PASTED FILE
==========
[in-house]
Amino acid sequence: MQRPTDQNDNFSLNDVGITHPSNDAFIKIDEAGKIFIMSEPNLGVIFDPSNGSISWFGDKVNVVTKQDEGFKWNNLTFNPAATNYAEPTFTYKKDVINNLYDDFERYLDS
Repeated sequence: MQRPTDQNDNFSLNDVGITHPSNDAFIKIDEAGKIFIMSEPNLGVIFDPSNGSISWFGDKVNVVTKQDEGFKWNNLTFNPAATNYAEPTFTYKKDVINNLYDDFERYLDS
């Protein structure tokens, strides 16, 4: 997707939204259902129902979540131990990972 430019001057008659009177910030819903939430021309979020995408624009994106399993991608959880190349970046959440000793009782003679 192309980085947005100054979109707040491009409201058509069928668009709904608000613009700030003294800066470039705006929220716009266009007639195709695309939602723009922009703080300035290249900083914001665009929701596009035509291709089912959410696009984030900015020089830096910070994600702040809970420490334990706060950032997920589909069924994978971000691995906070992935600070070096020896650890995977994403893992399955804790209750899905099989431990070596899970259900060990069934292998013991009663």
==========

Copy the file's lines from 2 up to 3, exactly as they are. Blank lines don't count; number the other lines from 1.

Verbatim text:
Amino acid sequence: MQRPTDQNDNFSLNDVGITHPSNDAFIKIDEAGKIFIMSEPNLGVIFDPSNGSISWFGDKVNVVTKQDEGFKWNNLTFNPAATNYAEPTFTYKKDVINNLYDDFERYLDS
Repeated sequence: MQRPTDQNDNFSLNDVGITHPSNDAFIKIDEAGKIFIMSEPNLGVIFDPSNGSISWFGDKVNVVTKQDEGFKWNNLTFNPAATNYAEPTFTYKKDVINNLYDDFERYLDS